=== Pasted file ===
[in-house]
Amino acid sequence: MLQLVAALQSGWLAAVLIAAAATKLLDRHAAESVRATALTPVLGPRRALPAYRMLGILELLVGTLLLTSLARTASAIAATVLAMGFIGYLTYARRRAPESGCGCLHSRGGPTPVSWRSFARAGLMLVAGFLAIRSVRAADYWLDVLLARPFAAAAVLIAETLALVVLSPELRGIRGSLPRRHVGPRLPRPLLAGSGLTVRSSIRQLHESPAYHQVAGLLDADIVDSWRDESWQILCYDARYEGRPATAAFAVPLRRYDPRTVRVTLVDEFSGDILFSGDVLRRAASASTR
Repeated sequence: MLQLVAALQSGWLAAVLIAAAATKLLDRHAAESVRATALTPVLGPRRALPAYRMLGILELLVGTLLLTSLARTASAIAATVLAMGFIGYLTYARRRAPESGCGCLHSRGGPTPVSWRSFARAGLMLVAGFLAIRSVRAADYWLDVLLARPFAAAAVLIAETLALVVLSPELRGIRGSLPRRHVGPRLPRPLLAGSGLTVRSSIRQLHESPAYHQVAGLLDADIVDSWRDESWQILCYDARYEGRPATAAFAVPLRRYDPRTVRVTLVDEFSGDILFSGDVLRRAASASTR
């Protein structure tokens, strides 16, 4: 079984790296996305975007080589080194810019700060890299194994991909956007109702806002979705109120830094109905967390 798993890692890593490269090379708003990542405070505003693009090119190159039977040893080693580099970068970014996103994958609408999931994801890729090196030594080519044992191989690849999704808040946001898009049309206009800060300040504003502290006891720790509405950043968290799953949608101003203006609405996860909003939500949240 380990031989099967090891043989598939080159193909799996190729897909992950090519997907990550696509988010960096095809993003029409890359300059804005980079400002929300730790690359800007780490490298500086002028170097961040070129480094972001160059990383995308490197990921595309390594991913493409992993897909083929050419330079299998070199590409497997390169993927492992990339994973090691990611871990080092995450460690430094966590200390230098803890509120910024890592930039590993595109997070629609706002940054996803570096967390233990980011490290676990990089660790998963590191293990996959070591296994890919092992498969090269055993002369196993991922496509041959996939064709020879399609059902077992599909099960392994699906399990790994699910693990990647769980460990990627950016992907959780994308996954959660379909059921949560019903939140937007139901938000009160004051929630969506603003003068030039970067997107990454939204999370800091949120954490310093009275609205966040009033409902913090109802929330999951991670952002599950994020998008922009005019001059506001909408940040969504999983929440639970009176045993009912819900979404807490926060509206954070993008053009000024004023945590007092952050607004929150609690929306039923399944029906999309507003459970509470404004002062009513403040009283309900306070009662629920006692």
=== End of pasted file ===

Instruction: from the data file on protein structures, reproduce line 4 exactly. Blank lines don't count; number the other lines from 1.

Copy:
């Protein structure tokens, strides 16, 4: 079984790296996305975007080589080194810019700060890299194994991909956007109702806002979705109120830094109905967390 798993890692890593490269090379708003990542405070505003693009090119190159039977040893080693580099970068970014996103994958609408999931994801890729090196030594080519044992191989690849999704808040946001898009049309206009800060300040504003502290006891720790509405950043968290799953949608101003203006609405996860909003939500949240 380990031989099967090891043989598939080159193909799996190729897909992950090519997907990550696509988010960096095809993003029409890359300059804005980079400002929300730790690359800007780490490298500086002028170097961040070129480094972001160059990383995308490197990921595309390594991913493409992993897909083929050419330079299998070199590409497997390169993927492992990339994973090691990611871990080092995450460690430094966590200390230098803890509120910024890592930039590993595109997070629609706002940054996803570096967390233990980011490290676990990089660790998963590191293990996959070591296994890919092992498969090269055993002369196993991922496509041959996939064709020879399609059902077992599909099960392994699906399990790994699910693990990647769980460990990627950016992907959780994308996954959660379909059921949560019903939140937007139901938000009160004051929630969506603003003068030039970067997107990454939204999370800091949120954490310093009275609205966040009033409902913090109802929330999951991670952002599950994020998008922009005019001059506001909408940040969504999983929440639970009176045993009912819900979404807490926060509206954070993008053009000024004023945590007092952050607004929150609690929306039923399944029906999309507003459970509470404004002062009513403040009283309900306070009662629920006692």